The Look, and Feel, of Poverty
We visited the Karail slums in Dhaka Bangladesh today, and my mind is literally blown.
I have never even imagined such poverty - some people living in trash heaps, drinking filthy poisoned water, children with no clothes, bones showing through tight skin from a severe lack of food…
And yet - there was so much energy there. We got lost in the maze of narrow alleyways, passing hundreds of impoverished dwellers. I never felt more alive.
Children playing cricket with wood plans, dogs running wild, old men using construction tools on shacks, babies bathing in public – these are some of the things you will see roaming the slums.
There is an intimacy, and immediacy here. In America, we are so separated. We go days without speaking or seeing one another (and no, liking Facebook posts and texting do not count). We travel throughout the same city without even bumping into one another. We run errands and have the option of several different grocery stores, salons, libraries, dry cleaners – you name it – all in one small city.
But in the Karail slums, there are no options. You walk down a narrow corridor and there is a barber shop on your left. I use that term loosely as a barber shop here is a tiny shack with two chairs where men get shaves in a dirty mirror with a dirty razor. Directly ahead - approximately 3 feet – is a grocer. The grocery shack is literally 5x5. It holds a small ice cream cooler and some snacks hanging from the rafters. This is considered a luxury here.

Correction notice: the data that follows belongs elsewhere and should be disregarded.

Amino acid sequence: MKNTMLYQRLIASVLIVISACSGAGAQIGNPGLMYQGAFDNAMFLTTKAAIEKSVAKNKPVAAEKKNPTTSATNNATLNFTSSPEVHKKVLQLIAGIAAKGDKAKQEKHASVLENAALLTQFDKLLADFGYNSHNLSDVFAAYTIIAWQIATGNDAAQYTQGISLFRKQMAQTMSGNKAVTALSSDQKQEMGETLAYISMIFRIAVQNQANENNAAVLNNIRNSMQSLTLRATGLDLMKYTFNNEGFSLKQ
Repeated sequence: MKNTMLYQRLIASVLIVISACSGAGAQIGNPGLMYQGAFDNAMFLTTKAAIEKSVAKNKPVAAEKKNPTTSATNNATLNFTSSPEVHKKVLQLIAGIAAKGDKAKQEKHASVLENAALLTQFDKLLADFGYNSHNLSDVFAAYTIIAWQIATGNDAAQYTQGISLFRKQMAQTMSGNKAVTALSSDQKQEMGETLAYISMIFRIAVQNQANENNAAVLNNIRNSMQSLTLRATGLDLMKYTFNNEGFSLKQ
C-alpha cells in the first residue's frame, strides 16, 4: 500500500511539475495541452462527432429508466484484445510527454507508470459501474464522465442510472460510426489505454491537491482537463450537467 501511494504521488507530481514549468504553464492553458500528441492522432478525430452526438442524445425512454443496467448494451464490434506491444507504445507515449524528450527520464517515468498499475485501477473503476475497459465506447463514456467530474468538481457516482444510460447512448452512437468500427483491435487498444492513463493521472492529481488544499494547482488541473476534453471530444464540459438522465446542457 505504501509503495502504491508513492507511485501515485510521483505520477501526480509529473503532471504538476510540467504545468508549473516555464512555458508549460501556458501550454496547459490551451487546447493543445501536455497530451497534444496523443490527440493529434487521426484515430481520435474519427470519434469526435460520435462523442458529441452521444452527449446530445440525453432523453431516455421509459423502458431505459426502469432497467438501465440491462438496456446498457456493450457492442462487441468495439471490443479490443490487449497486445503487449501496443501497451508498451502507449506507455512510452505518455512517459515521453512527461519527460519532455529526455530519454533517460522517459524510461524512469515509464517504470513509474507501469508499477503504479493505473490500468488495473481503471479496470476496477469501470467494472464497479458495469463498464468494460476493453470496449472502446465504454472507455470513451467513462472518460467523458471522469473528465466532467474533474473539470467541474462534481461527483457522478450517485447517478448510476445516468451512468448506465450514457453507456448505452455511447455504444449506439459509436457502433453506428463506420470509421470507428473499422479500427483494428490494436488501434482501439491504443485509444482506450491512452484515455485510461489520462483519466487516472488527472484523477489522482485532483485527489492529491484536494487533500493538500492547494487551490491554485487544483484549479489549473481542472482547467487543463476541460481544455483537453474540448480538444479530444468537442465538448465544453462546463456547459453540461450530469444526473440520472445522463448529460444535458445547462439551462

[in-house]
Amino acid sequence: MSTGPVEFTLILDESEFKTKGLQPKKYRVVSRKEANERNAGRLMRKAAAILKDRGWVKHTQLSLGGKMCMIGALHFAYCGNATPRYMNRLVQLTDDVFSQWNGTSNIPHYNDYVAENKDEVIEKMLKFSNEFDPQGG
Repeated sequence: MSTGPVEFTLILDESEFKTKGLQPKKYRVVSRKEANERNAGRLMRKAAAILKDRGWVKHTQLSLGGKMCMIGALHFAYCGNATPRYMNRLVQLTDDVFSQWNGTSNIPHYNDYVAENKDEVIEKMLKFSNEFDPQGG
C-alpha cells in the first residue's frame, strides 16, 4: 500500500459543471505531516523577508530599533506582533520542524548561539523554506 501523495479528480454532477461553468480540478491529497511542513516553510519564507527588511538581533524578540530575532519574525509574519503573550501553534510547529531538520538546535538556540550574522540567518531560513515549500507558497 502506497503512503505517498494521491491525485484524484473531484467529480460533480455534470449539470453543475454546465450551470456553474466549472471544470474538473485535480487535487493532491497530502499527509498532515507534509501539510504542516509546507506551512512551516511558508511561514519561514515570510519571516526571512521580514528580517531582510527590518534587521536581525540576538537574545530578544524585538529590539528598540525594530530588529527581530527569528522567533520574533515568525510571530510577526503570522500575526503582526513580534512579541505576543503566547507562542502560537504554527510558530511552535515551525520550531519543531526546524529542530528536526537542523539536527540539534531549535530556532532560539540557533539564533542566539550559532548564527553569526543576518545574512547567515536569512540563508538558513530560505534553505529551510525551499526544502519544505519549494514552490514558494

I say that because the average person, out of the hundreds of thousands crammed into this tiny area, cannot afford the clean bottled water, or an ice cream on a blistering hot day, or a bag of snacks when their bellies are empty. The reality for one of the slum dwellers is they drink dirty water from the trash-infested river, possibly laced with arsenic. They have little shelter from the 100 degree heat, which impacts the women covered head-to-toe far more than anyone else. And the food? Good luck finding some. They may be able to afford a banana for their child, or a cup of rice for their family. Typically they pull their children out of school to help work on the days they cannot afford to feed their family. But this usually isn’t too much of an issue, since most of the children do not have a school to attend anyway.
There are no food stamps. There is no minimum wage. There is no Affordable Healthcare. There is no Child Protective Services. It’s every man for himself. And woman… And child.
- by Molly Celaschi
Photos by Molly Celaschi